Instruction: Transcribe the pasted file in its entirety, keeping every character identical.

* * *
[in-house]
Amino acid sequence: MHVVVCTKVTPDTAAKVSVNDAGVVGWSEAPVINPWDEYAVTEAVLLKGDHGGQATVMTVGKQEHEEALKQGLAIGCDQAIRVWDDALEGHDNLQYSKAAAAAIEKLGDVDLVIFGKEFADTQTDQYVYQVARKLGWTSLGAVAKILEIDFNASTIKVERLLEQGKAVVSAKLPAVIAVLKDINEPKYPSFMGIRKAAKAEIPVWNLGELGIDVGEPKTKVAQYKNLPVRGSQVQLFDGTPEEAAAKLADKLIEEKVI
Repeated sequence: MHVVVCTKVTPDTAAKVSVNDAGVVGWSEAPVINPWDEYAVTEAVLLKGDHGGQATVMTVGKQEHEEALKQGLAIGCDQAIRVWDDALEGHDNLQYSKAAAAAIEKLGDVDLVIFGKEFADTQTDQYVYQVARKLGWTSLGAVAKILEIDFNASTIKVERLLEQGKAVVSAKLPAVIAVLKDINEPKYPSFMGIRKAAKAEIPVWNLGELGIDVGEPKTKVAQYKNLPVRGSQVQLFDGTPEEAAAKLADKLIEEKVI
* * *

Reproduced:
[in-house]
Amino acid sequence: MHVVVCTKVTPDTAAKVSVNDAGVVGWSEAPVINPWDEYAVTEAVLLKGDHGGQATVMTVGKQEHEEALKQGLAIGCDQAIRVWDDALEGHDNLQYSKAAAAAIEKLGDVDLVIFGKEFADTQTDQYVYQVARKLGWTSLGAVAKILEIDFNASTIKVERLLEQGKAVVSAKLPAVIAVLKDINEPKYPSFMGIRKAAKAEIPVWNLGELGIDVGEPKTKVAQYKNLPVRGSQVQLFDGTPEEAAAKLADKLIEEKVI
Repeated sequence: MHVVVCTKVTPDTAAKVSVNDAGVVGWSEAPVINPWDEYAVTEAVLLKGDHGGQATVMTVGKQEHEEALKQGLAIGCDQAIRVWDDALEGHDNLQYSKAAAAAIEKLGDVDLVIFGKEFADTQTDQYVYQVARKLGWTSLGAVAKILEIDFNASTIKVERLLEQGKAVVSAKLPAVIAVLKDINEPKYPSFMGIRKAAKAEIPVWNLGELGIDVGEPKTKVAQYKNLPVRGSQVQLFDGTPEEAAAKLADKLIEEKVI